Duluth police Lt. Brad Wick says mental health has become a prevalent issue encountered by officers in the Duluth area. He's seen mental health issues affect Duluth residents of every age.

"We think mental health issues are so adult-oriented but youth deal with it, too," Wick said. "Some kids that we deal with on a regular basis need someplace to go."

Now, thanks to a recent addition of mental health services in Duluth's Central Hillside, more kids and families can access much-needed counseling.

Neighborhood Youth Services (NYS) announced the addition of an on-site clinical therapist at an open house Tuesday at the Washington Center, 310 N. First Ave. West. About 30 people from various community organizations attended, including representatives from the Duluth Police Department, Mentor Duluth, the Duluth Area Family YMCA and SOAR Career Solutions.

Jessica Peterson, director of community services for Neighborhood Youth Services, said the after-school programs at NYS serve children ages 5 to 18. NYS, operated by Woodland Hills, serves more than 700 kids in the area, she said, and provides free tutoring, meals and recreational activities.

"Our goal is to take out barriers to address our kids' whole-child wellness," Peterson said.

NYS provides Duluth's youth with education on healthy lifestyles and social skills. The organization also runs the Jobs, Education and Training Food Program, geared to help kids develop job skills related to the food industry or identify a potential occupation and corresponding educational path.

Three weeks ago, NYS added mental health counseling to the list of services it can offer drop-in youth.

Sonja Wildwood, the on-site therapist provided through Cambia Hills mental health programs, now is offering individual and family counseling at NYS Monday through Friday. She said her counseling focuses on building communication skills, such as identifying emotions and coping skills.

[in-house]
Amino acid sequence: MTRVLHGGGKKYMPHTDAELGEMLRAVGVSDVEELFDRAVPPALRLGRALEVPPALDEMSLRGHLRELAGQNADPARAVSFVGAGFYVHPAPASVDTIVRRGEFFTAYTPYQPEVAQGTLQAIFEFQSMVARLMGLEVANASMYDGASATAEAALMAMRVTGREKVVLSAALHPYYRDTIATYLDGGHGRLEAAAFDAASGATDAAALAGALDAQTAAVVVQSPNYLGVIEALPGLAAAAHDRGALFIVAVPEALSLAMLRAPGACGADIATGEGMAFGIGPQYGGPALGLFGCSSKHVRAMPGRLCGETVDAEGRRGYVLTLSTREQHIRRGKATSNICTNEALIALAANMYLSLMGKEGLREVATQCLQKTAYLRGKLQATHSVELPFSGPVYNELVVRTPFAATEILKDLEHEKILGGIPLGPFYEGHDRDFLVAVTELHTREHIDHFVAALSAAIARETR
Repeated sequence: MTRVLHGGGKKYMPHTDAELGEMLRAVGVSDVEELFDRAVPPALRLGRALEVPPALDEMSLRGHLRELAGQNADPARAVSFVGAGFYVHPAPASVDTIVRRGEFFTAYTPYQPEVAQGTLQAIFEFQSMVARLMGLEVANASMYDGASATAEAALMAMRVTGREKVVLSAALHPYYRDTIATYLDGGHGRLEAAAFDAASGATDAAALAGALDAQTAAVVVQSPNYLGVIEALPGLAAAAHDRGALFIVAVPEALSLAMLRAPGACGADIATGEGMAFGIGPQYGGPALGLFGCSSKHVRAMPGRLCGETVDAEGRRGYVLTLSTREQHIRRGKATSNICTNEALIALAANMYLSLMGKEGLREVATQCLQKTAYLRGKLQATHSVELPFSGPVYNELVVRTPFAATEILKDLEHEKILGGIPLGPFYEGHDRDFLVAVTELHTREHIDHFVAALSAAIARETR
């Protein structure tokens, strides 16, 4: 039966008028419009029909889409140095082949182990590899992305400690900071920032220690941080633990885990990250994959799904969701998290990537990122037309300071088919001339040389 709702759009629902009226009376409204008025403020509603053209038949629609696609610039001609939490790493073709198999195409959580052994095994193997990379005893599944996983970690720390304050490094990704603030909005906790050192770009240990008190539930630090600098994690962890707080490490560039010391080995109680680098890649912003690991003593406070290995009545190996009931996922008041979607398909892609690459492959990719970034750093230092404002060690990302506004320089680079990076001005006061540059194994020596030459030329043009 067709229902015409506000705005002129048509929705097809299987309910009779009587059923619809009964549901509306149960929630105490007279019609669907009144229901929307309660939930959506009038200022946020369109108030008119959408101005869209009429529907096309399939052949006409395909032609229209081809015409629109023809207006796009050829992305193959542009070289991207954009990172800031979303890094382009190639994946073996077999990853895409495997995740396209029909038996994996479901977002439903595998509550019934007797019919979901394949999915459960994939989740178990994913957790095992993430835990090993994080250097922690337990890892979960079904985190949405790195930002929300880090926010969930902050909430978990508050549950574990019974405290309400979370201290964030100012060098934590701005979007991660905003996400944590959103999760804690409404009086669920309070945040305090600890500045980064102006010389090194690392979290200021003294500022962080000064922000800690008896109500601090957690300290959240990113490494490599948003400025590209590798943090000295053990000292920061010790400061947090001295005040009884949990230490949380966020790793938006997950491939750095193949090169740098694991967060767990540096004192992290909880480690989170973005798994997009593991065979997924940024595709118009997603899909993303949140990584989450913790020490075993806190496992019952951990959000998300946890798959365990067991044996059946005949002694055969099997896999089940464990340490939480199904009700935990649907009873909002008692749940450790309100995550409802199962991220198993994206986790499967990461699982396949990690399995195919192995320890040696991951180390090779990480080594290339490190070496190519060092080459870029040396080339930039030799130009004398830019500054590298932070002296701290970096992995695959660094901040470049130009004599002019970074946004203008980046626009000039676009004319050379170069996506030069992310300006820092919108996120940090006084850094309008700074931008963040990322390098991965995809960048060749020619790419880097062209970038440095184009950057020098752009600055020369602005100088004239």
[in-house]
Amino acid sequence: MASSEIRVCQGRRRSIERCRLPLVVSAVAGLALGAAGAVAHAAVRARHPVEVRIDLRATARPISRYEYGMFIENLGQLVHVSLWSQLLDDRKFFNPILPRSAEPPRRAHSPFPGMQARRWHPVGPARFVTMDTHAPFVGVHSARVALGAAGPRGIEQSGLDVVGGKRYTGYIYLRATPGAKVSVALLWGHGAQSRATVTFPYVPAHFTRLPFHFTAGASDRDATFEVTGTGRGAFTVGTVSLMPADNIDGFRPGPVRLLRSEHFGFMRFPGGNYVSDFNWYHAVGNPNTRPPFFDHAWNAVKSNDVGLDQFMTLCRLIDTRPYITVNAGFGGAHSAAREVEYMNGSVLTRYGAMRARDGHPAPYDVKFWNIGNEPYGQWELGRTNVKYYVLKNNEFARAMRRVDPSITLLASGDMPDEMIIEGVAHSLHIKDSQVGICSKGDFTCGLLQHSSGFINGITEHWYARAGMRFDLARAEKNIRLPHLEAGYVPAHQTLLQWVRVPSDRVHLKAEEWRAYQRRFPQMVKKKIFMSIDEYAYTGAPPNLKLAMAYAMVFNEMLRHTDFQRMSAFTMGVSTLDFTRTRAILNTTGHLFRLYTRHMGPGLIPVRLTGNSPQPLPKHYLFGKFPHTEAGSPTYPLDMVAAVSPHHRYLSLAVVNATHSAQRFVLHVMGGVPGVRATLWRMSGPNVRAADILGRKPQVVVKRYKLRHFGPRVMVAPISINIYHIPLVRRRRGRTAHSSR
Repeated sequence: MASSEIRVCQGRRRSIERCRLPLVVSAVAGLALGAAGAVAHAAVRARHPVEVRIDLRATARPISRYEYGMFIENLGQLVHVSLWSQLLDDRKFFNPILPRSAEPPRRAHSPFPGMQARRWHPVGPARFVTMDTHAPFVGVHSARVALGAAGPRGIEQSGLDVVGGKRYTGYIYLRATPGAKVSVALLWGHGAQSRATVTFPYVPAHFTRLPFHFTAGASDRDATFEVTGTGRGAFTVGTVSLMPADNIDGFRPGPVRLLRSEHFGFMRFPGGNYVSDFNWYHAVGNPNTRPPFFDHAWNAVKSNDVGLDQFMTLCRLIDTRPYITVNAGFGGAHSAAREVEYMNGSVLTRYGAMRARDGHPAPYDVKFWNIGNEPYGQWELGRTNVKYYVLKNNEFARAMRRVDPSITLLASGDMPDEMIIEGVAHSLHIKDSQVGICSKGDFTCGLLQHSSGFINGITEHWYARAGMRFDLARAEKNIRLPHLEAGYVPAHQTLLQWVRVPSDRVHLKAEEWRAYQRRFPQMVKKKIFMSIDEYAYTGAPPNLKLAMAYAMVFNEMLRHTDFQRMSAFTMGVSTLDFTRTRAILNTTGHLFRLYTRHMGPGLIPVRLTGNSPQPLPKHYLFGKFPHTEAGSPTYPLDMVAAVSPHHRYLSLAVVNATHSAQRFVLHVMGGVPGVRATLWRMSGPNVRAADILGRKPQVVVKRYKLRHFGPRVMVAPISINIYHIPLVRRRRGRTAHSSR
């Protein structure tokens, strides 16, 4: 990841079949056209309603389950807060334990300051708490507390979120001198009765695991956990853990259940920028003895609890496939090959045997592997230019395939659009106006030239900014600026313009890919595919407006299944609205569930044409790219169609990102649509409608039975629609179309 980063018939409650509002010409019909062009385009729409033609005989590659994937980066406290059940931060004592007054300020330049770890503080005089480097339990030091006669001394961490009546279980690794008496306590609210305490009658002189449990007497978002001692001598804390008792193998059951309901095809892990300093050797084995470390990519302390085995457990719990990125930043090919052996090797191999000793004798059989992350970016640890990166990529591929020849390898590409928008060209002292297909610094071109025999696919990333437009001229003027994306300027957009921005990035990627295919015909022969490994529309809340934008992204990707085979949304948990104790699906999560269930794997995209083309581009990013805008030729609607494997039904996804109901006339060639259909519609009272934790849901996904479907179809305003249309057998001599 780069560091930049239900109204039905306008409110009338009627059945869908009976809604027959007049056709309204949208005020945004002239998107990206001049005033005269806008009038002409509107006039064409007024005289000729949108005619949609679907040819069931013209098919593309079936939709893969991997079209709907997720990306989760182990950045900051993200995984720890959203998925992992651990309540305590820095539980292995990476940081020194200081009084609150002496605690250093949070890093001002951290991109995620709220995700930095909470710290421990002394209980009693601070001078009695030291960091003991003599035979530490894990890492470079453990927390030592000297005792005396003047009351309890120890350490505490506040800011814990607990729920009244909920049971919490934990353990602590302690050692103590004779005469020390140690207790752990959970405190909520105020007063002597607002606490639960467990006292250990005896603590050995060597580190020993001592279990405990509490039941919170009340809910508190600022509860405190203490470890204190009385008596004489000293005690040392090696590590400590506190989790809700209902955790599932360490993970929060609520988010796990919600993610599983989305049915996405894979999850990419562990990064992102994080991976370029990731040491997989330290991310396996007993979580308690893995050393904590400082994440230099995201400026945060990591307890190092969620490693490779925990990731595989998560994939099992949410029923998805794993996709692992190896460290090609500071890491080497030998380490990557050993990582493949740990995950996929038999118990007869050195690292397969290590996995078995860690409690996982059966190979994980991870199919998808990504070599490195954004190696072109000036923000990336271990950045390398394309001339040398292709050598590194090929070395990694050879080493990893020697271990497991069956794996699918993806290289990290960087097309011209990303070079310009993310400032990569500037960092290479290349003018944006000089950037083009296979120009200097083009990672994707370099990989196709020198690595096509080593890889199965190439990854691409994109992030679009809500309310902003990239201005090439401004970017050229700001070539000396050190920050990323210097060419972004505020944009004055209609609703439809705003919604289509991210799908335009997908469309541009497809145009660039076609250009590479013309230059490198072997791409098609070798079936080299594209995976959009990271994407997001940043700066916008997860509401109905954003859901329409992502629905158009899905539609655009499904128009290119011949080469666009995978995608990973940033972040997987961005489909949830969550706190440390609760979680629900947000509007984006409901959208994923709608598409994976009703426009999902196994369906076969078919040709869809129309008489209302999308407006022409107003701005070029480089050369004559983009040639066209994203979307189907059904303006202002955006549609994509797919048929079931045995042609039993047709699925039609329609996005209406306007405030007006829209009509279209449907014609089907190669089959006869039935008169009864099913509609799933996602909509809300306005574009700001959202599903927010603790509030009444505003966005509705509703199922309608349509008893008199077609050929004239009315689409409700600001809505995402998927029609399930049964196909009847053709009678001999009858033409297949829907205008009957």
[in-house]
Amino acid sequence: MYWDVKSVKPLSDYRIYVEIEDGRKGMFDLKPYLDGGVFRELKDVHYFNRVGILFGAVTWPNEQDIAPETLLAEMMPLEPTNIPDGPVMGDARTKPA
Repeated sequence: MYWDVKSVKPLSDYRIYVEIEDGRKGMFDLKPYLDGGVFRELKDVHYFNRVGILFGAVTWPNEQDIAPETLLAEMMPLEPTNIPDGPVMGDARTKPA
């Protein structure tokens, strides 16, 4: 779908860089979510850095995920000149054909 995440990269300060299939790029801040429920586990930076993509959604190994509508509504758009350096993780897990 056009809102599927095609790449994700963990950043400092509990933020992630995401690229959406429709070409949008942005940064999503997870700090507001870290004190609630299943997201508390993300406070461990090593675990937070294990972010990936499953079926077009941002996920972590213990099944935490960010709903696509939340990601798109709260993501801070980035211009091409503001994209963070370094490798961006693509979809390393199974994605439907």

"It was pretty obvious to me some of those basic skills were needed," Wildwood said. "We really see a benefit being able to teach kids, putting words to their emotions."

Mental health services are needed but have not always been accessible, she said, because of insurance issues or an inability to afford them.

Wildwood said Tuesday there is not yet a wait-list for mental health services at NYS. A child in need of those services can be referred to her by caregivers, a social worker, school staff, community programs or the court system.

Mental health services were not the only addition NYS celebrated on Tuesday. The program also has a new kitchen, updated three weeks ago, and has been harvesting produce from a garden planted last spring. The garden is yielding pumpkins, squash, tomatoes, kale and other greens this fall. NYS calls the garden the "edible edge" of the organization's playground area.

Princess Kisob, the on-site program director, said the vegetables have been used in the organization's free meals. She made spaghetti a few nights ago using tomatoes from the garden.

"We're teaching them how to take care of something from beginning to end," Kisob said of kids tending the garden. "It really has been infused in our everyday cooking."

And Peterson said the updated kitchen helps the organization provide youth with free meals and snacks every day.

"Food is central to what we do here," Peterson said. "It's a basic need but it's also a community builder."

Duluth police officer Tom Sewell said he visits Duluth's various youth centers often. He said kids in Duluth need more positive places to go to interact.

"Trying to be a positive influence for these kids is vital," Sewell said. "For these kids, this is their safe zone."

Find more information about Neighborhood Youth Services at www.woodlandhills.org/community-services.